queous solutions of solid reagents.
Molality :- Number of moles of solute dissolved in 1 kg (1000 g) of
solvent
moles of solute
Molality (or Molal Concentration) = -------------------------kg of solvent
In units of molal = m
One of the most commonly used concentration units among chemists is the
Molarity concentration term. Molarity is defined as the moles of solute
divided by the volume of the solution in liter units. An alternative
definition is the number of millimoles of solute divided by the volume of
the solution in milliliters. The symbol that we use is the capital letter M.
For example, if we have a 3 M HCl solution, then we have 3 moles of HCl
in every liter of that solution. Alternatively, we can say that we have 3
millimoles of HCl in every milliliter of solution. A shortened term for this
concentration term is the word "molar".
Application of the Molarity Term: Example
Problem: A sample of NaNO3 weighing 8.5 grams is placed in a 500 ml
volumetric flask and distilled water was added to the the mark on the neck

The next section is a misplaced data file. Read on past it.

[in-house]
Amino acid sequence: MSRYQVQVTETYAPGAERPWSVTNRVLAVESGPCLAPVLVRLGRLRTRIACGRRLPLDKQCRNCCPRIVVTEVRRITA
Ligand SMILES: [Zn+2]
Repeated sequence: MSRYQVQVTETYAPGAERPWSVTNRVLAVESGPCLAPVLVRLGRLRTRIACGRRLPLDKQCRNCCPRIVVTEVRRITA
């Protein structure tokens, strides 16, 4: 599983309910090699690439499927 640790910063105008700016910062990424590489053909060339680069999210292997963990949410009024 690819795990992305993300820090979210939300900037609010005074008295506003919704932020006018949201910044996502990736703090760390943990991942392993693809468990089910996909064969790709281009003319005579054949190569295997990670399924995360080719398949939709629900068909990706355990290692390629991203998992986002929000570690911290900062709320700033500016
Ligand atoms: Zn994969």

of the flask. Calculate the Molarity of the resulting solution.
Solution:
1. Convert the given grams of solute to moles of solute by dividing by the
molecular weight of NaNO3:
2. 1 mole NaNO3 = Molecular mass of NaNO3 expressed in grams = 23 +
14 + 3(16) = 85grams
8.5 grams NaNO3 x 1 mole NaNO3 / 85 grams NaNO3 = 0.1 mole NaNO3
3. Convert given ml of solution to liters by dividing by 1000:
1 liter = 1000 ml
500 ml x1 liter / 1000 ml = 0.500 liters
4. Apply the definition for Molarity:
Molarity = moles NaNO3 / volume of the solution in liters
M = 0.1 mole / .500 liters = 0.200 Molar NaNO3
Since molarity involves a basis of solution volume, it is apparent that the
molarity of a solution will change as volume changes which is associated
with changes in temperature. Formal Concentration: Some substances do
not exist in molecular form, whether in solid or solution form, they remain
in ionic form in solid state as well as in solution. In such cases instead of
molecular weight, formula weight is used in preparation of solution and its
concentration is expressed in terms of formality, for example Concentration
of NaCl and FeCl3 can be defined very simply as number of formula
weight of a solute per litre of solution. It is represented by ‘F’.
Weight of solute in g / Formula weight
F = ----------------------------------------------------------Volume of solution in litre
Formal solutions generally show changes in formality where volume
changes associated with temperature.